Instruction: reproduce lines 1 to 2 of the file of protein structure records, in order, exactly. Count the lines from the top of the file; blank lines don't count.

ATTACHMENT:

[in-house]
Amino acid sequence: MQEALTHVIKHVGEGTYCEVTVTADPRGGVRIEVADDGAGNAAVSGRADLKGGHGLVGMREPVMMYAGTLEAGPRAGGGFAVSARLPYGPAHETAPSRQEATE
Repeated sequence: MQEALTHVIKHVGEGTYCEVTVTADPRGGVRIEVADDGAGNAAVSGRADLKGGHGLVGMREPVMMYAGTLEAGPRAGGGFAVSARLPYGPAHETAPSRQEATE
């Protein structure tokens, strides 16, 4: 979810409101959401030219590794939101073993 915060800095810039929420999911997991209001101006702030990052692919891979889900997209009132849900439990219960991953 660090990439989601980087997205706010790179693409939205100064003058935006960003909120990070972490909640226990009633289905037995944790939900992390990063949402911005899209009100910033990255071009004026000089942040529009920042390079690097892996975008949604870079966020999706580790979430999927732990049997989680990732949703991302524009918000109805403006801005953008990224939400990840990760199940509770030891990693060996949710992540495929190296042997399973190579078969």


[in-house]
Amino acid sequence: MQEALTHVIKHVGEGTYCEVTVTADPRGGVRIEVADDGAGNAAVSGRADLKGGHGLVGMREPVMMYAGTLEAGPRAGGGFAVSARLPYGPAHETAPSRQEATE